Monday, July 28, 2008

World-class Sightings


Whale sightings have been wonderfully consistent with the Minke and Fin being seen every day in and around East Quoddy Light, yesterday on the 5pm departure we got to spend some time with a very small Minke...probably only about 10-12 feet in length! The gestation period for minke whales is 10 months and babies measure 2.4 to 2.8 metres (7'10" to 9'2") at birth. The newborns nurse for five months.


Common minke whales (northern hemisphere variety) are distinguished from other whales by a white band on each flipper. The body is usually black or dark-grey above and white underneath. Most of the length of the back, including dorsal fin and blowholes, appears at once when the whale surfaces to breathe. The whale then breathes 3-5 times at short intervals before 'deep-diving' for 2-20 minutes. Deep dives (terminal dives)are preceded by a pronounced arching of the back. The maximum swimming speed of minkes has been estimated at 20-30 km/h. Minke whales have between 240 and 360 baleen plates on each side of their mouths. Minke whales typically live for 30-50 years; in some cases they may live for up to 60 years.

Bird sightings have definitely been amazing for the past week, Eagles, Razorbill Auks, Black legged kittiwakes, puffins and Bonaparte's Gulls just to name a few! Now the Bonaparte's Gull is one of my favorite to see out there in the Bay of Fundy and yesterday they were everywhere!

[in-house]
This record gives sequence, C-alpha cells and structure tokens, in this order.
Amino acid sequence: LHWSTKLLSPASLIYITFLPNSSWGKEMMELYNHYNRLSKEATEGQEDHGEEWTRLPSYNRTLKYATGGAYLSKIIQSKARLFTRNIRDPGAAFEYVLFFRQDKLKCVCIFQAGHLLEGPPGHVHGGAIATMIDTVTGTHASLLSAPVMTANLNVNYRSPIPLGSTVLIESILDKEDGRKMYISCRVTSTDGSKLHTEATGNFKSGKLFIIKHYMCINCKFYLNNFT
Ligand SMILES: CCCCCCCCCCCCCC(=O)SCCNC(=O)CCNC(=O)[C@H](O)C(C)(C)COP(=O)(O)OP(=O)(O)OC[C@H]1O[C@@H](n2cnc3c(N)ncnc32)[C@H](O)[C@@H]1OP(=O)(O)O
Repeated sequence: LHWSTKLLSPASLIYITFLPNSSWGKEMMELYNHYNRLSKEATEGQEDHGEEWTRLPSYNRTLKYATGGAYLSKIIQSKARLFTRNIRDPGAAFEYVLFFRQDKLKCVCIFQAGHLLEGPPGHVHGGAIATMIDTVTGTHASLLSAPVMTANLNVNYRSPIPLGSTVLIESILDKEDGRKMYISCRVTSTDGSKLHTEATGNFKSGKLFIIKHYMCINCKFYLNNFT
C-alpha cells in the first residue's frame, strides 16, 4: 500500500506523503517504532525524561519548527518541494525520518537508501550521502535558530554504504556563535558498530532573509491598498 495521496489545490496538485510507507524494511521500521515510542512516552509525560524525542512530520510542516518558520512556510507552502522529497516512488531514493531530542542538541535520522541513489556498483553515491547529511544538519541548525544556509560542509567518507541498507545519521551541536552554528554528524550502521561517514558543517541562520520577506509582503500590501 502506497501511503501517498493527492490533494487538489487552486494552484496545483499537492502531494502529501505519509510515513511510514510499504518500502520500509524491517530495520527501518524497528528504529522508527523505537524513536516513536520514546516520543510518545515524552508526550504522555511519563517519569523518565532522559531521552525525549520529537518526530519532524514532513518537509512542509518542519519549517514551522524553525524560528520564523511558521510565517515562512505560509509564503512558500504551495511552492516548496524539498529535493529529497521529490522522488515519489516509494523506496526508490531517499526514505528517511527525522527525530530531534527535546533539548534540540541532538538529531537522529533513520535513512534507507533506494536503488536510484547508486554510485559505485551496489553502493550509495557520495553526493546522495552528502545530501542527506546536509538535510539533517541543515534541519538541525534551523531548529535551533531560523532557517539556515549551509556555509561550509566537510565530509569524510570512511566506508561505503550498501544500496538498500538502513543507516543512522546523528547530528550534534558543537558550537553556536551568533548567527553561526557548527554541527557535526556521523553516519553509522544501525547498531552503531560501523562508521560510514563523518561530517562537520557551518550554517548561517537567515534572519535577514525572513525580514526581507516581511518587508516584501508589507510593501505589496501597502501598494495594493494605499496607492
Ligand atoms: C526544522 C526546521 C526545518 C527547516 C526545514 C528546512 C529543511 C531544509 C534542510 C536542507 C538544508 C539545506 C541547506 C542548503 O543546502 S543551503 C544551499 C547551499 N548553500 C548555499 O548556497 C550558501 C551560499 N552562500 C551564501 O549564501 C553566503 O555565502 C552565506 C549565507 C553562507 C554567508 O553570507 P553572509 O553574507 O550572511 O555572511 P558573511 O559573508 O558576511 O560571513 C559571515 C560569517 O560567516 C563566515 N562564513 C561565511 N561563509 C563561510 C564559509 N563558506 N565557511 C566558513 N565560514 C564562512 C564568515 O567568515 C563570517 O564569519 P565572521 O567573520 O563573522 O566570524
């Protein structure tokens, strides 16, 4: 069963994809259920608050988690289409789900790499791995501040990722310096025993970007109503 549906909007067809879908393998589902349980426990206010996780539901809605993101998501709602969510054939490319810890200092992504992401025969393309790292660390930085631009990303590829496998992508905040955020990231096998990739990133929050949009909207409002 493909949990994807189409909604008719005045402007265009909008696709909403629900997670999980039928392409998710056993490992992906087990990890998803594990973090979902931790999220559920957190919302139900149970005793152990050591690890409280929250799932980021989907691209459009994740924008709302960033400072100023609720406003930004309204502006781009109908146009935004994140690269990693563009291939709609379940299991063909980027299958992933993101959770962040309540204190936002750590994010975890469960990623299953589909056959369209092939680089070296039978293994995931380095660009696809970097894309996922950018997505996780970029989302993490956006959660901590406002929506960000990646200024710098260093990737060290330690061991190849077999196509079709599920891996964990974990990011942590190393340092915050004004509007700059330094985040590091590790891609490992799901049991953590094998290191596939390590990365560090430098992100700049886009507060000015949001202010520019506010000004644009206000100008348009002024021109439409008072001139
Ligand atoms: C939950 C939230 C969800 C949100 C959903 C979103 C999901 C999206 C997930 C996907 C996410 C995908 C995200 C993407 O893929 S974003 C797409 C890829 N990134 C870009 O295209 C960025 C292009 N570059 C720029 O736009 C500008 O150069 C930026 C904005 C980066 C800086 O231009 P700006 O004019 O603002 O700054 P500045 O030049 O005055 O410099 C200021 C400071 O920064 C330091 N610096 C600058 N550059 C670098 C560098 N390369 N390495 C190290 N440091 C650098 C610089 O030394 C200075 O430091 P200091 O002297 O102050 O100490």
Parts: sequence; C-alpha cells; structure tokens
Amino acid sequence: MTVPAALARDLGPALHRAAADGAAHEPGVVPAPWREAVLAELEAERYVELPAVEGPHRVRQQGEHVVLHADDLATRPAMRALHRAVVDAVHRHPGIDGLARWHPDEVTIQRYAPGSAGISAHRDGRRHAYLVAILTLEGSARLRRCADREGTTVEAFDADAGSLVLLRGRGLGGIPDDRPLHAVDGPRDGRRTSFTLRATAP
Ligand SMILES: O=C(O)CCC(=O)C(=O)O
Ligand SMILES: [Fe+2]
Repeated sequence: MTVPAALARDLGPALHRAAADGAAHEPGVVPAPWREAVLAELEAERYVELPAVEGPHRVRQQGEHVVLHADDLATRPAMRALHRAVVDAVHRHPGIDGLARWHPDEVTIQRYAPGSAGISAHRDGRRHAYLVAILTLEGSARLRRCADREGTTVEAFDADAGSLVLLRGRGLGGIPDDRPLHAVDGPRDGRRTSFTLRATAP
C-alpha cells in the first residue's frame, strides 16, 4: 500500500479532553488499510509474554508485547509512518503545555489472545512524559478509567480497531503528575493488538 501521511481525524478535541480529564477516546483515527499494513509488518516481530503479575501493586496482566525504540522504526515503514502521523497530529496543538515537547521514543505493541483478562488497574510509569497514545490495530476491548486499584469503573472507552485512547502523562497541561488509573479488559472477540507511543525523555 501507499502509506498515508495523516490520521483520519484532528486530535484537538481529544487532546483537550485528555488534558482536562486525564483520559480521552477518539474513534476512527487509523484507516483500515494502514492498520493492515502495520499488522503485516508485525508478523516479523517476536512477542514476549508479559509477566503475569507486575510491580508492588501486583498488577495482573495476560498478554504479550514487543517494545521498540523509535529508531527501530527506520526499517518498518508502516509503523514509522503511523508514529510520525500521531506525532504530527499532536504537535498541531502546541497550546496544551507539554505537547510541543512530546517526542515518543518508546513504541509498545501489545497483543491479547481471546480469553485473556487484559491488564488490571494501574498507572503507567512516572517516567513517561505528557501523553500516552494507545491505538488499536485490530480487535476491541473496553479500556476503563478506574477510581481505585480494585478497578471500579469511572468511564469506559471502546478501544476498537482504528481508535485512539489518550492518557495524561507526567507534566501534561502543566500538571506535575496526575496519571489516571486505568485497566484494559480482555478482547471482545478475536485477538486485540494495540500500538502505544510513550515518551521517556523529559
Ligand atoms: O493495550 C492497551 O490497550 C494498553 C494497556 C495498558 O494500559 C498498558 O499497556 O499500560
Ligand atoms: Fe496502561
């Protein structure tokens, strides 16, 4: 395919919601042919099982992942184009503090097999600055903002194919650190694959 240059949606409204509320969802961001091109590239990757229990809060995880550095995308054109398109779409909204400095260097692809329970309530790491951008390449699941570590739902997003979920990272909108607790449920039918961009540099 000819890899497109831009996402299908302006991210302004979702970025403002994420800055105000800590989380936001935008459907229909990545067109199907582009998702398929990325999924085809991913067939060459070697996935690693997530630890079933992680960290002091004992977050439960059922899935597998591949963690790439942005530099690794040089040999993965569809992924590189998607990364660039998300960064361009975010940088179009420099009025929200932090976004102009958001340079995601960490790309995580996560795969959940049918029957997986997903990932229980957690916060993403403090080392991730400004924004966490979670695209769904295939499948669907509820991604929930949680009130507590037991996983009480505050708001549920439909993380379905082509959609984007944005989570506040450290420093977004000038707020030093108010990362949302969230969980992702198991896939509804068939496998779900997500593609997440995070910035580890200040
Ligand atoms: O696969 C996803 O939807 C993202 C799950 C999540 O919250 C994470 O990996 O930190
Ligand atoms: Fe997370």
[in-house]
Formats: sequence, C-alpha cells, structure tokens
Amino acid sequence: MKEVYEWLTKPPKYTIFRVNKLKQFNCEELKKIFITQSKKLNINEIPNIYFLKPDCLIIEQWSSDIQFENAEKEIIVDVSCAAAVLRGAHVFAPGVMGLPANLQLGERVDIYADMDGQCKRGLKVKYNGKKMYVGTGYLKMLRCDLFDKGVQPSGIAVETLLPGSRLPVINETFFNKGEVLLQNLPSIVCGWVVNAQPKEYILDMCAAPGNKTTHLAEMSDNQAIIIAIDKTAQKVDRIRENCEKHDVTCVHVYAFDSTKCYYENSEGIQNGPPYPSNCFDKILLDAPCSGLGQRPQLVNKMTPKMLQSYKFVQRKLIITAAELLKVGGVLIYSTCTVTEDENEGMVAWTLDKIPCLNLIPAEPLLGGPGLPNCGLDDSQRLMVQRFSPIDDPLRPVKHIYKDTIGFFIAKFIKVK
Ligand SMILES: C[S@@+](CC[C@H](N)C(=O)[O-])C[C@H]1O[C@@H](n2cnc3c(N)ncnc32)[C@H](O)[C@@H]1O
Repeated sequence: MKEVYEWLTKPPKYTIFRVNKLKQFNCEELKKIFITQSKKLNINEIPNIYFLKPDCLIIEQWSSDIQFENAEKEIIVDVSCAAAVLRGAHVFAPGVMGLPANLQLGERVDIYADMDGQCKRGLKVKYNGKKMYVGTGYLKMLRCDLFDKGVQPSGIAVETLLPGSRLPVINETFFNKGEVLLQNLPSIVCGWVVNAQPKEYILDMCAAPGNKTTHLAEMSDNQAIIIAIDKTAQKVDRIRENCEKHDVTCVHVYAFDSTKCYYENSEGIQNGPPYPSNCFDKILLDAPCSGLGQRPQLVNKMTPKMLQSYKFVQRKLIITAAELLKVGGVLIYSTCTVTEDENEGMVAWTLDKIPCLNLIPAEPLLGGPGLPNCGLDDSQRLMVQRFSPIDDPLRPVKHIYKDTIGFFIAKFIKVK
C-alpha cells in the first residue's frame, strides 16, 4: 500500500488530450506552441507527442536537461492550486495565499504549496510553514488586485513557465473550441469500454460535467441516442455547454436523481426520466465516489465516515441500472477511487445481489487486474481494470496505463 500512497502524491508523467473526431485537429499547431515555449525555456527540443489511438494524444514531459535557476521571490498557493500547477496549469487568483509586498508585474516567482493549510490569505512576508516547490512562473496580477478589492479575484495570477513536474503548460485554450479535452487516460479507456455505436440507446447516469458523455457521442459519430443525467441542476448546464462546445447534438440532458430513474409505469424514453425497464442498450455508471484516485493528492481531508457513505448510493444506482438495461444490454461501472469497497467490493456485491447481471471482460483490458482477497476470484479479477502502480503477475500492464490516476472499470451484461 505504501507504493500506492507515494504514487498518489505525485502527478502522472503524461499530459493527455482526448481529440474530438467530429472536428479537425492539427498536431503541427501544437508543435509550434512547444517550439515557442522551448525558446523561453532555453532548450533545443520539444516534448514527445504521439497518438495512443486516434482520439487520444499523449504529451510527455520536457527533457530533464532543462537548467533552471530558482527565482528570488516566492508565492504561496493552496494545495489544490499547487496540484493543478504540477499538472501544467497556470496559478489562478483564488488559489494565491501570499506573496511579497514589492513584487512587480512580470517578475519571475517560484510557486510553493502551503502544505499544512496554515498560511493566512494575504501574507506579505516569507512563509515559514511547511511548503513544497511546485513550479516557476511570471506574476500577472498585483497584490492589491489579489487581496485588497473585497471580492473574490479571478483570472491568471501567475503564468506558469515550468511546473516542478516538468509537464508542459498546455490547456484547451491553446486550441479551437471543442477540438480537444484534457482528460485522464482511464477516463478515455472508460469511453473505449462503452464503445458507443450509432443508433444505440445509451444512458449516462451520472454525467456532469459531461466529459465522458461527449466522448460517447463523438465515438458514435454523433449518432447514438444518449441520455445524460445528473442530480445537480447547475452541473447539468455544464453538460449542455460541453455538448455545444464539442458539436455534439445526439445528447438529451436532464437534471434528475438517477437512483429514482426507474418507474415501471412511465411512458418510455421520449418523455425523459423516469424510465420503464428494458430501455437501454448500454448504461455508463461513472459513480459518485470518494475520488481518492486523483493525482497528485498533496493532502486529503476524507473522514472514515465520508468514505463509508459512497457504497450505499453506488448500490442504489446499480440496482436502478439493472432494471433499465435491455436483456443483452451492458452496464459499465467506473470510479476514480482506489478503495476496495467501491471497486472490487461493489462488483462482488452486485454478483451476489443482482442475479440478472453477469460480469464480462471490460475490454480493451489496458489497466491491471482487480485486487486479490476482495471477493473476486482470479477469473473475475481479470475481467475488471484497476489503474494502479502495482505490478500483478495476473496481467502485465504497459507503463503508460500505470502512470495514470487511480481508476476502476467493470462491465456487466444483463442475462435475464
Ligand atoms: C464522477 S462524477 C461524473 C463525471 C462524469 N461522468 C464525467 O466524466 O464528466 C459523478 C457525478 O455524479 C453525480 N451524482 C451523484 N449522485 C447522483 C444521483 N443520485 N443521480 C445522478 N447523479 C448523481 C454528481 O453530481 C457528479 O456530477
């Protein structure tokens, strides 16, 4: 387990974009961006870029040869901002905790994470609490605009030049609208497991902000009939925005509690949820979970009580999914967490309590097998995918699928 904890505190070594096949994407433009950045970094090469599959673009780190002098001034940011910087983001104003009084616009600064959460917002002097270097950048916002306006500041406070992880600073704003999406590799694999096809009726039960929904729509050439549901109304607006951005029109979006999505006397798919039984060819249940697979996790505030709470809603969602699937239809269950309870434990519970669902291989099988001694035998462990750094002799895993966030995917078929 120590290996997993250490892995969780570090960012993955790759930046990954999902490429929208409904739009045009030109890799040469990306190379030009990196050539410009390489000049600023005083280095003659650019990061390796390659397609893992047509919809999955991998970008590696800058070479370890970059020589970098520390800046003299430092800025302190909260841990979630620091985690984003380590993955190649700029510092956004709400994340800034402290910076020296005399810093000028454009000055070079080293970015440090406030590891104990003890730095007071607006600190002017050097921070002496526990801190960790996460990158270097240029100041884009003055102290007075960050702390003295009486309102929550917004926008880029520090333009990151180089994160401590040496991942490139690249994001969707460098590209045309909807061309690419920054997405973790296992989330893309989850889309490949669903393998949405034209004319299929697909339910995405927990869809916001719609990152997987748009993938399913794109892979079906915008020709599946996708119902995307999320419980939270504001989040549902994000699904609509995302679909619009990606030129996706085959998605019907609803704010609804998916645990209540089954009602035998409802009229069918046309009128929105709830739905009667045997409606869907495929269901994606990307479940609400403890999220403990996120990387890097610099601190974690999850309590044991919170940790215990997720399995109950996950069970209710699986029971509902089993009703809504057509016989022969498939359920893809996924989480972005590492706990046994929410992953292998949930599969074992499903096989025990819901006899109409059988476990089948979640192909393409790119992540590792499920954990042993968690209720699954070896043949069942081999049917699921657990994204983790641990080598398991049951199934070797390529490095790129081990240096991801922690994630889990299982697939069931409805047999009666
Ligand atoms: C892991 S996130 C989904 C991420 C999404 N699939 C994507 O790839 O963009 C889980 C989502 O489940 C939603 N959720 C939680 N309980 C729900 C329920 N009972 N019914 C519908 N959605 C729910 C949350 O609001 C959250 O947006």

Adults are 31-34 cm long with a 79-84 cm wingspan. They have a black hood and a short thin dark bill. The body is mainly white with pale grey back and upper wings. The underwing is pale and the wing tips are dark. They have orange legs. In winter, the head is white.



The amount of birds in one area is unbelievable...multiple species of gulls all feeding on the immense amount of fish in the water column! In the photo above you can see Herring Gulls flying and feeding in Quoddy River.

I'll leave you with a picturesque view of Greenspoint light with the harbour seals on splitting knife. Cheers!

Thursday, July 17, 2008

Fins, Minkes and Porpoise!



Such a great few days have gone past! So much to see in the Bay of Fundy, I feel so amazingly lucky to have grown up here and now to share my expertise for what I love with the folks that join us on the Island Quest!

Sightings included Fin whales, Minke whales, Harbour Porpoise, Harbour and Gray Seals, Eagles, Razorbill Auks, Puffins and many different sea birds! Amazingggggg!...

The Harbour Porpoise grow to be 1.4 m to 1.9 m (4.6-6.2 ft). The females are correspondingly heavier, with a maximum weight of around 76kg's (167 pounds) compared with the males' 61 kg's (134 pounds). The body of the porpoise is quite robust and the animal is at its maximum girth just in front of its triangular dorsal fin. The beak is poorly demarcated. The flippers, dorsal fin, tail fin and back are a dark grey. The sides are a slightly speckled lighter grey. The underside is much whiter, though there are usually grey stripes running along the throat from the underside of their body.